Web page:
I’ve written before about how I’ve come around to the belief that time is more valuable than money in the big picture. After all, we can make more money but we can’t make more time! Anyway, in that post I related how few peak days and hours we really have, so we might as well make the most of them.
Thinking about it some more, what if we broke it down on a weekly basis, and looked at the hours we have available to do things. First step is taking 24 hours and multiplying by 7, to get 168 total hours in the week that we have available. However, we certainly don’t have that full 168 hours to play with. Let’s say we should deduct 68 hours to get down to 100 hours, with that amount subtracted to account for 8.5 hours per day for sleep and getting ready. Given the importance of sleep, this is probably necessary for us to consider those hours as spoken for.
So, with 100 hours left, how do we allocate them? Not that we need to detail every hour here, but it’s worth thinking about in general, and also worth considering a few examples of trade-offs. One example would be total hours worked. Let’s say you’re on the job for 40 hours a week. That’s 40% of your available hours. What if you instead work 50 hours one busy week? That’s 10% of your 100 hours gone. However, it’s an incremental 17% of that remaining 60 hours.
Another example: let’s say you’re commuting 15 minutes each way to work. This comes out to a half hour per day, and 2.5 hours per week. What if you took a job that paid more, but required a 45 minute commute each way. In this case, you’re looking at 7.5 hours per week, which is an additional 5 hours per week in transit. 5% of your total 100 hours gone, but over 8% of your remaining 60 hours.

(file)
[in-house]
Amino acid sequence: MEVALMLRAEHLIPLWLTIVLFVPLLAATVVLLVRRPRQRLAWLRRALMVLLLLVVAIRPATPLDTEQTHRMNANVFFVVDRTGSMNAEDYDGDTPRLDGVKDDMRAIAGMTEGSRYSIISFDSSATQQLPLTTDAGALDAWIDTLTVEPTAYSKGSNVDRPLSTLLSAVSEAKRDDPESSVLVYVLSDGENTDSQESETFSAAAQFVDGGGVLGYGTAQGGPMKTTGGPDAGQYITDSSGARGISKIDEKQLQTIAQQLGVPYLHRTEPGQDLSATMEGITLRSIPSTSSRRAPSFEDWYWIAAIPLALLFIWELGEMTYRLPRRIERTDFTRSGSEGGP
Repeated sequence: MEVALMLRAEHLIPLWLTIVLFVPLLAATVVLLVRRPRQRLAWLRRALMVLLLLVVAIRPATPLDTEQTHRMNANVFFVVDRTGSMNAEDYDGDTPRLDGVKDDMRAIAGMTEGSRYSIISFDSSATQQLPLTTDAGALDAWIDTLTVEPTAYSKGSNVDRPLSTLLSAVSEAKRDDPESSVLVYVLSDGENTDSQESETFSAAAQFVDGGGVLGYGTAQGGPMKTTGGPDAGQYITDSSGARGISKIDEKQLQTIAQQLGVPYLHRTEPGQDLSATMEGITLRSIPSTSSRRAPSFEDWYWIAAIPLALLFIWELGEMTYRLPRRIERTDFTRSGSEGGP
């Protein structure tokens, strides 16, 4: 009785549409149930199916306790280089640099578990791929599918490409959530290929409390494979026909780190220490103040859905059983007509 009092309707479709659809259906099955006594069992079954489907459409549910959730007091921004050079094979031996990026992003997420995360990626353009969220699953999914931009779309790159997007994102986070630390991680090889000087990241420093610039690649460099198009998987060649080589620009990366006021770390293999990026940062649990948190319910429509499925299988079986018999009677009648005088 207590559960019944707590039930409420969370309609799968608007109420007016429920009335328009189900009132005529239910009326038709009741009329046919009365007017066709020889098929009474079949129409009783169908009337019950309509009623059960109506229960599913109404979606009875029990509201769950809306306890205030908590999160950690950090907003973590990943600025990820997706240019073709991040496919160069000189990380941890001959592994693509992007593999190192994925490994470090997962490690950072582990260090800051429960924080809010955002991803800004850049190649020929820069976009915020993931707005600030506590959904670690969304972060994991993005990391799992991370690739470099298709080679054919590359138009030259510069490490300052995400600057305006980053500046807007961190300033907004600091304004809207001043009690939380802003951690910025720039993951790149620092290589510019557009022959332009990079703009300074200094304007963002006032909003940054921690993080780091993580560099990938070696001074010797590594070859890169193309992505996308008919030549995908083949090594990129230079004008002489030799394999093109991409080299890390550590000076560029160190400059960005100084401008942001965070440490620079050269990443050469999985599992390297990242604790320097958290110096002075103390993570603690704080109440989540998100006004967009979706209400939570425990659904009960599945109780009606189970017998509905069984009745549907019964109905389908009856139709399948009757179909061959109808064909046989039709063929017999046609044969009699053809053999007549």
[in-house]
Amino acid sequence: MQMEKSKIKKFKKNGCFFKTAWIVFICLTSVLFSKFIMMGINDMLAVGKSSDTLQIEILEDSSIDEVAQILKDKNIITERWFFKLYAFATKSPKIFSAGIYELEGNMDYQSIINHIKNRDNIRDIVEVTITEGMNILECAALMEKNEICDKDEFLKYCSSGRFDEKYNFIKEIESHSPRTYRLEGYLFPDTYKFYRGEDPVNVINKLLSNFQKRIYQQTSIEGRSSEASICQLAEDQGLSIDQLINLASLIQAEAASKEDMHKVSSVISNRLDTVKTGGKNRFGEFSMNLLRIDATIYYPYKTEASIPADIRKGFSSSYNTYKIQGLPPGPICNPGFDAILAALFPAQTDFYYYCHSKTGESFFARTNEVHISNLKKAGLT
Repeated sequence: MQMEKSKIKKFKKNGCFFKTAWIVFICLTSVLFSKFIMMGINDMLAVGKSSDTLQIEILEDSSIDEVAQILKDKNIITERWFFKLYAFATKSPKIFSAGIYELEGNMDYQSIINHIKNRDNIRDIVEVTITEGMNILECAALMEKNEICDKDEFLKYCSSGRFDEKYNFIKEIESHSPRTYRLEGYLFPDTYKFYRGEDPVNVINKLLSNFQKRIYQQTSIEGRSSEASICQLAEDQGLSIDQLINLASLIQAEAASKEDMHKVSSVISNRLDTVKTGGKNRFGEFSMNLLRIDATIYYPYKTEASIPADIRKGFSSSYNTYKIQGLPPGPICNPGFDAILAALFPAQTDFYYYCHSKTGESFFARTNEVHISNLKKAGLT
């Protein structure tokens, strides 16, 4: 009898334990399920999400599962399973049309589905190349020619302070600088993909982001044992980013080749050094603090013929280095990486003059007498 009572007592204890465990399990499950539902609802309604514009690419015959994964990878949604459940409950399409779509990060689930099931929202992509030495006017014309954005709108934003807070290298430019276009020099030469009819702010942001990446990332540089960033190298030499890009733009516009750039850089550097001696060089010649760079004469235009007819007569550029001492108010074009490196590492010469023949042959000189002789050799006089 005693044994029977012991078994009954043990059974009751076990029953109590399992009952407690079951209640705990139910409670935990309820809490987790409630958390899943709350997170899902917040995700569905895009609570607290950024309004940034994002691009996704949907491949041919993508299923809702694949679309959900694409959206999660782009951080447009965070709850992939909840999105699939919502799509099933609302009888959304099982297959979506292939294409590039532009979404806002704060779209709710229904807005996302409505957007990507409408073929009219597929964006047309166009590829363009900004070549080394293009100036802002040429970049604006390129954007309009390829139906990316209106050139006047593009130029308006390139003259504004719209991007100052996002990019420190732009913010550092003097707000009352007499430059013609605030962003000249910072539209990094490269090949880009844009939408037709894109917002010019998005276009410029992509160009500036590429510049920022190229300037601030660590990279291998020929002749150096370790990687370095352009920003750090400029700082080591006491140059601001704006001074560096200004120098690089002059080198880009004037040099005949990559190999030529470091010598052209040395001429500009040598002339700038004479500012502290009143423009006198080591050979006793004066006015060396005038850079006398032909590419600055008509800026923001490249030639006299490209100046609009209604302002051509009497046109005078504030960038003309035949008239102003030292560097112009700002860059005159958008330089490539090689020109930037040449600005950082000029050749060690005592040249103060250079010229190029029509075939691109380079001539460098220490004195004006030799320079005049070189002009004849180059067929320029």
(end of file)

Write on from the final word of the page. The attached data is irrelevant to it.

Third example: suppose you start a blog. Let’s say you spend 10 hours per week on your blog. That’s 10% of your non-working time spent online. How did you spend that 10% previously?
The point is that we have limited time, and I think it makes sense to consider tracking our time. Maybe not all the time, as that would be time consuming itself. Spending excessive time tracking time seems convoluted:) However, just auditing our time for simply one week might be worth the investment. It could allow us to see how we are spending our precious time.
Many people track expenses, and it truly helps a lot of folks understand where money is going, and where to make changes. Why not think about being similarly interested in how we’re spending our time? The payoffs might show up in money, health, or relationships.
I’m going to do this for a week, and see what I find out. My guess is that regardless of how I think my time might be currently spent, there will probably be some surprises and good learnings from it. We’ll see!
My Questions for You
Do you ever think about how you spend your time?
What are your thoughts about the importance of knowing how you spend time, versus how you spend money?
Are there any areas where you think you spend too much time, and you would like to reallocate to something else?